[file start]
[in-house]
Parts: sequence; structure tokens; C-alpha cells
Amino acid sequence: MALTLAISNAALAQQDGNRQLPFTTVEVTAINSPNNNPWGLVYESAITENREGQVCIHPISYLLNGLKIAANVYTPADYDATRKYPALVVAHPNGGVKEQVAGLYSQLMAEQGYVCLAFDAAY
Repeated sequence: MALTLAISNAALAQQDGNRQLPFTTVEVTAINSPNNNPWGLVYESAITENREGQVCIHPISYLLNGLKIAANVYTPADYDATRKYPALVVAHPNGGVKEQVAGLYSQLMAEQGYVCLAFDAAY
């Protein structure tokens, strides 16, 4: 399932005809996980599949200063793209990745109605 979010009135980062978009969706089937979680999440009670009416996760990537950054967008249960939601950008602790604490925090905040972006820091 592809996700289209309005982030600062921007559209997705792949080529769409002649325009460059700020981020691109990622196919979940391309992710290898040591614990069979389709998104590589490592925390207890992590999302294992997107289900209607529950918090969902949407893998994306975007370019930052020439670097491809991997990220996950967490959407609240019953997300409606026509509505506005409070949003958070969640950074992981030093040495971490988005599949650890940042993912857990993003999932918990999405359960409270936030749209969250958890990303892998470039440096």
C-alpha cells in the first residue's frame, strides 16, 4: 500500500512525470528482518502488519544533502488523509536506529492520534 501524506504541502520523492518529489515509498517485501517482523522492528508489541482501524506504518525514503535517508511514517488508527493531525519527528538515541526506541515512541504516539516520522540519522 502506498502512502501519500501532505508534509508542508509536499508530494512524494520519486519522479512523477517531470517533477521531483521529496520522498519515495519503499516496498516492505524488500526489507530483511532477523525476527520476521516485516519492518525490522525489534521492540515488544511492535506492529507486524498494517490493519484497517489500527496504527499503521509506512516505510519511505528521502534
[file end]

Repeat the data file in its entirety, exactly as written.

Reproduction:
[in-house]
Parts: sequence; structure tokens; C-alpha cells
Amino acid sequence: MALTLAISNAALAQQDGNRQLPFTTVEVTAINSPNNNPWGLVYESAITENREGQVCIHPISYLLNGLKIAANVYTPADYDATRKYPALVVAHPNGGVKEQVAGLYSQLMAEQGYVCLAFDAAY
Repeated sequence: MALTLAISNAALAQQDGNRQLPFTTVEVTAINSPNNNPWGLVYESAITENREGQVCIHPISYLLNGLKIAANVYTPADYDATRKYPALVVAHPNGGVKEQVAGLYSQLMAEQGYVCLAFDAAY
């Protein structure tokens, strides 16, 4: 399932005809996980599949200063793209990745109605 979010009135980062978009969706089937979680999440009670009416996760990537950054967008249960939601950008602790604490925090905040972006820091 592809996700289209309005982030600062921007559209997705792949080529769409002649325009460059700020981020691109990622196919979940391309992710290898040591614990069979389709998104590589490592925390207890992590999302294992997107289900209607529950918090969902949407893998994306975007370019930052020439670097491809991997990220996950967490959407609240019953997300409606026509509505506005409070949003958070969640950074992981030093040495971490988005599949650890940042993912857990993003999932918990999405359960409270936030749209969250958890990303892998470039440096």
C-alpha cells in the first residue's frame, strides 16, 4: 500500500512525470528482518502488519544533502488523509536506529492520534 501524506504541502520523492518529489515509498517485501517482523522492528508489541482501524506504518525514503535517508511514517488508527493531525519527528538515541526506541515512541504516539516520522540519522 502506498502512502501519500501532505508534509508542508509536499508530494512524494520519486519522479512523477517531470517533477521531483521529496520522498519515495519503499516496498516492505524488500526489507530483511532477523525476527520476521516485516519492518525490522525489534521492540515488544511492535506492529507486524498494517490493519484497517489500527496504527499503521509506512516505510519511505528521502534